Several years ago, when My Lovely Wife and I ran our own newspaper, I woke one morning to find that my right shoulder had frozen up on me. I could move it, but only with some effort and a fair amount of pain. I’m typically oblivious to the cause of such maladies, unless I can trace it to some mishap on the basketball court or an excessively ambitious weight-lifting session, but MLW very quickly suggested that it might be stress induced. We were each working 12-hour days, feverishly cranking out stories, cajoling our sales team to sell more ads, while trying to keep the creditors at bay. It was all pretty intense.
So I called upon a masseuse friend of ours who worked me over pretty good during the next few weeks. The shoulder gradually improved, but it never loosened up fully, I think, until we let our terminally ill newspaper empire slip into a coma and die a peaceful death. Since then, I’ve been obsessed with stress management, because I’m pretty much convinced that it’s the key to a happy, healthy life.
And I’ve not been dissuaded by a steady stream of studies showing the many benefits of tamping down your stress levels. Two of the most recent examples just crossed my desk this week. The first, from neuroscientists at the University of Wisconsin-Madison, suggests that mindfulness meditation can relieve chronic inflammation. The second, from researchers at Wake Forest Baptist Medical Center, shows how stress reduction can inhibit prostate cancer tumor growth.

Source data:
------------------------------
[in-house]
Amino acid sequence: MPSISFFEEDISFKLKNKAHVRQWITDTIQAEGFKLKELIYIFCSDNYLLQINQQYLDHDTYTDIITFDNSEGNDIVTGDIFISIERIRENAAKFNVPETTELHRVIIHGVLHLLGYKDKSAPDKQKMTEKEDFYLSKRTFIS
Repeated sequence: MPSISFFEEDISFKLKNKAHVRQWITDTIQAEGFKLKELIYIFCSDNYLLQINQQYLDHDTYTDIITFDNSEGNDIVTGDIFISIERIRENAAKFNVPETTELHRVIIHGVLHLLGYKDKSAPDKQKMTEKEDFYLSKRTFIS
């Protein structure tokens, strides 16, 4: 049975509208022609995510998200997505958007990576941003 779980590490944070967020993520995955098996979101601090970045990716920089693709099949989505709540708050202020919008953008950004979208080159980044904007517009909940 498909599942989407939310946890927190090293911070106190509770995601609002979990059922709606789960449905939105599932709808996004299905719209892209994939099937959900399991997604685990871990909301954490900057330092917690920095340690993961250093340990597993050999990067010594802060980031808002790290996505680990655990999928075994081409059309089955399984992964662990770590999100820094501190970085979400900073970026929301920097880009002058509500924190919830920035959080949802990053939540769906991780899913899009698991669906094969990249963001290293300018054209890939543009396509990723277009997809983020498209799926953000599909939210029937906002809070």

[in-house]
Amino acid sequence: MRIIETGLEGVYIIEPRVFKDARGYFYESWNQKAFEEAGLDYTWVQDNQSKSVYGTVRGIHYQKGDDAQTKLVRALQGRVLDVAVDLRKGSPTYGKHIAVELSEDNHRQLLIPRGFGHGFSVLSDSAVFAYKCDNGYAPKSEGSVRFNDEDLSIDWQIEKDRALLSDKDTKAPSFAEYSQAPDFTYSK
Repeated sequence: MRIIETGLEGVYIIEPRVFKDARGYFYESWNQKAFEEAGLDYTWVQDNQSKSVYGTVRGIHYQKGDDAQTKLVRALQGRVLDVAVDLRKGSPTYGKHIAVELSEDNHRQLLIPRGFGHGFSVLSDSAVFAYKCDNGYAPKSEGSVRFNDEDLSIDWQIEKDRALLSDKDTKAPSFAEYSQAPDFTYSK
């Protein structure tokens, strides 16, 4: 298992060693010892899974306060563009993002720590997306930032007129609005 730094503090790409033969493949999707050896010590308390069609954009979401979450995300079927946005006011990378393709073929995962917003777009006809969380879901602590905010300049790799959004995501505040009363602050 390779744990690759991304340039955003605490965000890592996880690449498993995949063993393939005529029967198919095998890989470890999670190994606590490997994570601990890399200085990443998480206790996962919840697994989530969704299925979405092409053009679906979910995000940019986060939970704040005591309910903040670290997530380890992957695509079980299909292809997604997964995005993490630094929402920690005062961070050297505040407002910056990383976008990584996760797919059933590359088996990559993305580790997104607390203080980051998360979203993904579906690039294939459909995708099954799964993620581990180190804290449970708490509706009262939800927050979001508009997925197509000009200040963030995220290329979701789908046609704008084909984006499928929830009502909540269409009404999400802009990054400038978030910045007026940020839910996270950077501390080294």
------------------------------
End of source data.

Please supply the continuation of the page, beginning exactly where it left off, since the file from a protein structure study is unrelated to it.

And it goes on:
Bear with me a moment and I’ll tell you how these two studies are related. Inflammation is the primary culprit behind nearly every chronic disease, including cancer. Stress hormones, such as cortisol, create inflammation in the body. So it was no surprise to learn from the Wake Forest study that prostate cancer drugs were more effective in stress-free mice than in those that were overly tense. Meanwhile, dozens of earlier studies have shown that mindfulness meditation can relieve stress, so it follows that it would also cool inflammation in the body.
How it all actually works in the body is another question altogether, but the takeaway for this geezer (whose prostate ain’t what it used to be) is to keep up with my morning zazen sessions. And don’t launch another newspaper.